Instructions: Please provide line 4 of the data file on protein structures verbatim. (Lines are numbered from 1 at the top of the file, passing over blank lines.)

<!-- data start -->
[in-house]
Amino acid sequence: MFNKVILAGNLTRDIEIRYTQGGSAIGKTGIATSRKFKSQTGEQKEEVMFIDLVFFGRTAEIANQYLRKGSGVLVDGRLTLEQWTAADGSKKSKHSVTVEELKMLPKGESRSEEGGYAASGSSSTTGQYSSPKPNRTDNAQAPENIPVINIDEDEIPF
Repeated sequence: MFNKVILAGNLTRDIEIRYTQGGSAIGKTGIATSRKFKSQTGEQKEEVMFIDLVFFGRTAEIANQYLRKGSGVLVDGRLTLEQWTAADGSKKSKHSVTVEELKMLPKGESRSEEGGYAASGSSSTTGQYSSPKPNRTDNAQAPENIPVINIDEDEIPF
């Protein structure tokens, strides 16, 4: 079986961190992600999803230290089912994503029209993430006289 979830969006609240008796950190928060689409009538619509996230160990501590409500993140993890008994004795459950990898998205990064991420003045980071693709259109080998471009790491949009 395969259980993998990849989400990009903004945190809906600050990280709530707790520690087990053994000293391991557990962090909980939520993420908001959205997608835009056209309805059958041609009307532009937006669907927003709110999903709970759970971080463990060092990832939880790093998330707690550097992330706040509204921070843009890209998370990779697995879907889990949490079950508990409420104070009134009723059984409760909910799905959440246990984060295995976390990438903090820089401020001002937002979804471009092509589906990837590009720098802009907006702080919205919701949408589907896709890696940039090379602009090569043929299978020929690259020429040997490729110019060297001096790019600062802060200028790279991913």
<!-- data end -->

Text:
């Protein structure tokens, strides 16, 4: 079986961190992600999803230290089912994503029209993430006289 979830969006609240008796950190928060689409009538619509996230160990501590409500993140993890008994004795459950990898998205990064991420003045980071693709259109080998471009790491949009 395969259980993998990849989400990009903004945190809906600050990280709530707790520690087990053994000293391991557990962090909980939520993420908001959205997608835009056209309805059958041609009307532009937006669907927003709110999903709970759970971080463990060092990832939880790093998330707690550097992330706040509204921070843009890209998370990779697995879907889990949490079950508990409420104070009134009723059984409760909910799905959440246990984060295995976390990438903090820089401020001002937002979804471009092509589906990837590009720098802009907006702080919205919701949408589907896709890696940039090379602009090569043929299978020929690259020429040997490729110019060297001096790019600062802060200028790279991913």